In the driver’s seat… In your own UK car, you will also be at a disadvantage in terms of driving position as the driver seat will be on the right not the left, so you will be closer to the verge of the road, instead of in the middle of it. This will restrict your view, so you need to adapt your driving to allow for this and leave more space between you and the car in front so you can see the wider scene more clearly and you have more time to react. Also, be more careful when trying to overtake as you don’t have the same view of the road ahead as you would when driving on the left. Remember to check your blind spot on the other side to normal! If you have a passenger, get them to help you read the road before swerving into the fast lane to overtake.

Let GPS be your guide… The main thing is to stay focused on the road system and your position in the flow of the traffic. I would highly recommend that you use GPS sat nav to help you. This is because it not only shows you the road network ahead in visual format, reminding you of the flow of traffic, but also helps make actual navigation much easier. If you are trying to manually navigate and drive on unfamiliar roads at the same time it may get you in a panic and cause a lapse of concentration in which you revert to your natural habit of driving on the left. Missing your turn or exit is obviously a way better option than causing an accident and your sat nav can recalculate the journey and get you back on track.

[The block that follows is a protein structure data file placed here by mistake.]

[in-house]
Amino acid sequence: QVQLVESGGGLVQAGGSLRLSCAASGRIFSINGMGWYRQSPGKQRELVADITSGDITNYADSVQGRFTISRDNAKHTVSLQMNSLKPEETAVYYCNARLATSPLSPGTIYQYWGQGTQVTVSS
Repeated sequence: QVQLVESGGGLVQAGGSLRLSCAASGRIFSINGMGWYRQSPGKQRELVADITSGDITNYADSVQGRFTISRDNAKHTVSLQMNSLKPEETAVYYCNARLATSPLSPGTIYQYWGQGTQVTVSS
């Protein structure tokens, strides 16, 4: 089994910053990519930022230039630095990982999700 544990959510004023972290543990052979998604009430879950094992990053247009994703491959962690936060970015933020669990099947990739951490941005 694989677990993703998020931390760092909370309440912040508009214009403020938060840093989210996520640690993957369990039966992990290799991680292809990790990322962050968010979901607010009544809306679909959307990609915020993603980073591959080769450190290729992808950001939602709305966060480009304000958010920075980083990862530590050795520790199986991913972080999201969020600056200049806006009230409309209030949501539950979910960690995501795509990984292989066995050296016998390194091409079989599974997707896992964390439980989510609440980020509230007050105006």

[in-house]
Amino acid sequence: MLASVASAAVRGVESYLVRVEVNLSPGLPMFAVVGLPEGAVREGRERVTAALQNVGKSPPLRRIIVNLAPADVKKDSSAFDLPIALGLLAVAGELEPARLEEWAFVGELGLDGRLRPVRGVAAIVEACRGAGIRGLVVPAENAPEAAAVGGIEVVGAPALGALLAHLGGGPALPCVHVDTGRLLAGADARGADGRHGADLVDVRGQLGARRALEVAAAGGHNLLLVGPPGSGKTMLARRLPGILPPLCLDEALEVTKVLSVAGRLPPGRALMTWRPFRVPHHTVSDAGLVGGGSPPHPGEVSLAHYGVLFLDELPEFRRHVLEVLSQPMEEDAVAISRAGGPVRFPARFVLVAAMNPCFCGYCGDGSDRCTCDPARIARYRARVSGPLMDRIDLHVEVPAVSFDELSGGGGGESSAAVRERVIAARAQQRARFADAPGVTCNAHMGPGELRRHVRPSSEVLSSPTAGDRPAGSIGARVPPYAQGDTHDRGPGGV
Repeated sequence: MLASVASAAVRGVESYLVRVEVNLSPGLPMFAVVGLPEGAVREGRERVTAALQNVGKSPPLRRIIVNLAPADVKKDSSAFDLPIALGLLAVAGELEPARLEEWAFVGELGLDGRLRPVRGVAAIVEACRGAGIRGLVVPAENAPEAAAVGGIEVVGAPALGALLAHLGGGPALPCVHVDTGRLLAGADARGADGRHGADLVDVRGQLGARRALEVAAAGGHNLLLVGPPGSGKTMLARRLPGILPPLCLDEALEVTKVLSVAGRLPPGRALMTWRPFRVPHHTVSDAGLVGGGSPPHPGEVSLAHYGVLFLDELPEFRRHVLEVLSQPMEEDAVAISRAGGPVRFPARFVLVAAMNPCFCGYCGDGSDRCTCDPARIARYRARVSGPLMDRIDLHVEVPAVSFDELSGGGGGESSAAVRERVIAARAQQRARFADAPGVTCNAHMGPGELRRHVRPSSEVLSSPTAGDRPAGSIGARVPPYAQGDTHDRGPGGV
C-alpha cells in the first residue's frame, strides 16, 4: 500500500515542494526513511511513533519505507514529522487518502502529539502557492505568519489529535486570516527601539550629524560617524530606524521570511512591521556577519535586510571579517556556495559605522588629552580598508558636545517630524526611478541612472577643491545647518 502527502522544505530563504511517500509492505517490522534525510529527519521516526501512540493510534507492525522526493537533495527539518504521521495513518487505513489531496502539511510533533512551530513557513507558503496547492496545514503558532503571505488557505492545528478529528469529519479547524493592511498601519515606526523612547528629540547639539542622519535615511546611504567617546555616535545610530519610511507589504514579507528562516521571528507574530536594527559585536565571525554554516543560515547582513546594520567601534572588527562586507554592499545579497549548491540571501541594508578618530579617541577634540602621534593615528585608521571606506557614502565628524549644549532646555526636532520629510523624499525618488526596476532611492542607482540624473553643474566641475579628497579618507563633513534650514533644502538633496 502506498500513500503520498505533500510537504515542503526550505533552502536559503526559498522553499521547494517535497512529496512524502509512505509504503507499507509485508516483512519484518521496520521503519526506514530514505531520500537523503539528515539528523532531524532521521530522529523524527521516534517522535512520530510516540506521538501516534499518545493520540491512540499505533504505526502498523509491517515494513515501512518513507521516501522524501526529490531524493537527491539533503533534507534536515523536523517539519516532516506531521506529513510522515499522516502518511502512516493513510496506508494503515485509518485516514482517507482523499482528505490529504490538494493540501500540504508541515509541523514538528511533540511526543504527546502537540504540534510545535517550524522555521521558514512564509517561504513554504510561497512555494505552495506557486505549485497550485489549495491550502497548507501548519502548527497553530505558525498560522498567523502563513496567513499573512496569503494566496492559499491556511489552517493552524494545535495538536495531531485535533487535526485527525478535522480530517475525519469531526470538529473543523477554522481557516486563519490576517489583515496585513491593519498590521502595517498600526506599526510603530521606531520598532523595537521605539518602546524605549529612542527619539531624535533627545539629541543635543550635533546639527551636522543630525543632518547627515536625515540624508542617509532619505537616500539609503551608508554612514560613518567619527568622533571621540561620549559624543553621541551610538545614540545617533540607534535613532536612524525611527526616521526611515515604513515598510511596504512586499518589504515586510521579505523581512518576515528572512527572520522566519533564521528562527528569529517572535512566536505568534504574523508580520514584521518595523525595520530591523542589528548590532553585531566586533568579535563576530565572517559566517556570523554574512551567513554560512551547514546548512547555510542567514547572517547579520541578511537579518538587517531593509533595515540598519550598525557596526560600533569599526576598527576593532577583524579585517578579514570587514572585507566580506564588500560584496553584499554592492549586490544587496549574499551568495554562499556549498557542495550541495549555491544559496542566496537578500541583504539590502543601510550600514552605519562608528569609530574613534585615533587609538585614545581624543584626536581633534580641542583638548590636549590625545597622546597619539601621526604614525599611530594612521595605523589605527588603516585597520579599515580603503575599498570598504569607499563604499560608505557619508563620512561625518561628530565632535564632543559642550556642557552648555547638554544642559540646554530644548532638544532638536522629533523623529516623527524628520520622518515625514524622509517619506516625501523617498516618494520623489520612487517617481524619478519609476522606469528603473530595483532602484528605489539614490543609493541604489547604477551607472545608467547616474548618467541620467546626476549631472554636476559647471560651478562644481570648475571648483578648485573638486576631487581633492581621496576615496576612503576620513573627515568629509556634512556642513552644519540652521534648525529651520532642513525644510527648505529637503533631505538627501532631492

Go with the flow…When driving on the right, the roundabouts work in an anti-clockwise direction, so you need to give way to the left. It is the same for junctions, where you need to check left for traffic coming towards you on your side of the road before pulling out. I would suggest that you approach junctions and roundabouts more slowly and go back to the time when you were learning to drive, and you came to a complete stop and paused to check the road more accurately before you pulled into moving traffic.